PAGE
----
The only time I've seen leaches is in very obviously necessary situations, like near traffic or in a big areas like shopping malls and airports. One time I overheard some people dissing some parents using one so I said to whomever I was with at the time, loudly enough for them to hear "Oh look! A leach! I had one of those when I was a toddler too!" Hopefully that made them shut up.
post #58 of 205
it's interesting to me that the responses of mamas with one child are mostly quite different than the ones from mamas of 2+. when i was a mama to just one, i thought kid leashes were degrading and icky, and I was quite rigidly judgemental of them(and lots of other stuff, fwiw)...now, after having a second child, and expecting #3 in September, I can absolutely see their value.
post #59 of 205
Yes I have used a child leash. We have this bee bag, it also comes in a lot of different designs. Its cute, its functional. Ds carries a diaper, some wipes, a water bottle, and a snack in his own backpack. The leash is detachable, so we don't use it all the time, but he can wear his bag anytime, and there is a handle at the top of the bag, which is great for holding instead of a hand when needed.

I see kids on tethers all the time, I also see folks baby wearing all the time, kids in strollers, kids on bikes (strapped in), kids in carseats etc.

My twin housemates (now 28 yo) remember being tethered at 5 or 6 when they flew to Mexico with their mom (they had two older brothers too, so mom was alone with 4 young boys in Mexico), they have no hard feelings about it and it made them feel safe because they knew they wouldn't get lost.
post #60 of 205
Quote:
Originally Posted by mamatoablessing View Post
What would you do if your child screamed in the wrap, screamed in the stroller and ran away from you (or dropped to the ground and refused to move) if you tried to hold their hand? What do you do? Stay inside for the next 4 years, punishing everyone in the family by not being able to do anything? Not us. We're on the go all of the time and we like it that way. It's good for the kids to be out and about and not stuck inside all of the time.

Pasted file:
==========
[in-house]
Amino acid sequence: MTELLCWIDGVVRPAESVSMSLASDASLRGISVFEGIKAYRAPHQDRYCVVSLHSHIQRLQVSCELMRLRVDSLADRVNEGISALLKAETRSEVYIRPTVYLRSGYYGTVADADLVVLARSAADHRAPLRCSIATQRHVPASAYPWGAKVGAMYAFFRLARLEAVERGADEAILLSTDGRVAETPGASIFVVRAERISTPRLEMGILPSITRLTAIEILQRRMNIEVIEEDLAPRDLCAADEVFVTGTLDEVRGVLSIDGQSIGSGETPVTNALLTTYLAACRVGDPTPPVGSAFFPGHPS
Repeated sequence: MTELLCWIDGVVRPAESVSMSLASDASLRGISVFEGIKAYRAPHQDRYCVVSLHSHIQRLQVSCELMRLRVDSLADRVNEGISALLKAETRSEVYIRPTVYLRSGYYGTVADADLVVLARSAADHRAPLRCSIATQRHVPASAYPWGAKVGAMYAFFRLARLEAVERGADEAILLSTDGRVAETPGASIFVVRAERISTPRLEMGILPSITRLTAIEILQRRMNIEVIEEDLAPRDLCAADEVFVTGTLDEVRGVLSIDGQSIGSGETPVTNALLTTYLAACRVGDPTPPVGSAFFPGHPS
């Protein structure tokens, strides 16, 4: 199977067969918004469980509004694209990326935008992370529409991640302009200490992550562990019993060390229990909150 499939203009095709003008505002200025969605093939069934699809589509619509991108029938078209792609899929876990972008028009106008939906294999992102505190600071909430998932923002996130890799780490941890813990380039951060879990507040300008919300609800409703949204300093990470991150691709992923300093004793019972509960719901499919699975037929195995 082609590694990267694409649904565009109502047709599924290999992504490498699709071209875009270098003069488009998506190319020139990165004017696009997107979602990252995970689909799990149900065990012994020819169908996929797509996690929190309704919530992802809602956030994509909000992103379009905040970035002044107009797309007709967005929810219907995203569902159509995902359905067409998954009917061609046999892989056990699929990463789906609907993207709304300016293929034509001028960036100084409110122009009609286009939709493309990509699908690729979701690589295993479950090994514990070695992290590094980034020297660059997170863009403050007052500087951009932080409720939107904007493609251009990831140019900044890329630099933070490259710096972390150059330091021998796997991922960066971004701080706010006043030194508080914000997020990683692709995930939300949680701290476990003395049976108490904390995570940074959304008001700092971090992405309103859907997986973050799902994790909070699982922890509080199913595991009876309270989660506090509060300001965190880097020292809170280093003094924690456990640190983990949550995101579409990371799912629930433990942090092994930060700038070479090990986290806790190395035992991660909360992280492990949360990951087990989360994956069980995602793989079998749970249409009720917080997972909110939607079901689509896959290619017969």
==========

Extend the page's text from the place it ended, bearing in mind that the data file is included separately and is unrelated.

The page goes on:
That was pretty much my son. He loved the Ergo - at times; same thing with a hip carry & sling. Most times, though, he would fight them. I can't imagine trying to put him on my shoulders upset. He would tolerate the stroller when completely exhausted. He hated holding hands and he was both a climber and a runner. He quickly learned how to drop.

He was also quick to pick up on the "red light, green light" game and knew "freeze!" from an early age...but the minute something really interesting grabbed his attention he became functionally deaf - he was probably 3 before he could both explore his surroundings AND hear what we were saying if we were not sort of down on his level gazing in his eyes.

We lost him in a toy store once and it was crazy scary.

Where we were walking was often areas with traffic on one side, or crowds.

I really think that particular tool -- at appropriate times, stages, and places -- preserved our relationship because I could really relax and be in the moment with him.

That's one reason I often comment in these threads. If I had just kept a prejudice that in my case was totally based on appearance -- I have no objection to harnesses in strollers, carseats, shopping carts, bouncy chairs, etc., despite them operating largely like straightjackets and "tying the kid down" -- I would have made my life a lot harder. And at that wonderful toddling exploring age, which is still so intense, I sort of hate to see people struggling so hard with a tool we loved.

You have to know your child and yourself. I'm a worrier. My child at that age was a fearless and quick explorer. The leash literally bridged the difference.

I have such fond memories of him finding butterflies waaaay under the leaves at the zoo. And at almost-5, his dignity is totally intact, he listens, and he is trustworthy about taking directions. He still loves to run and explore though. (and of course he hasn't worn the thing in years )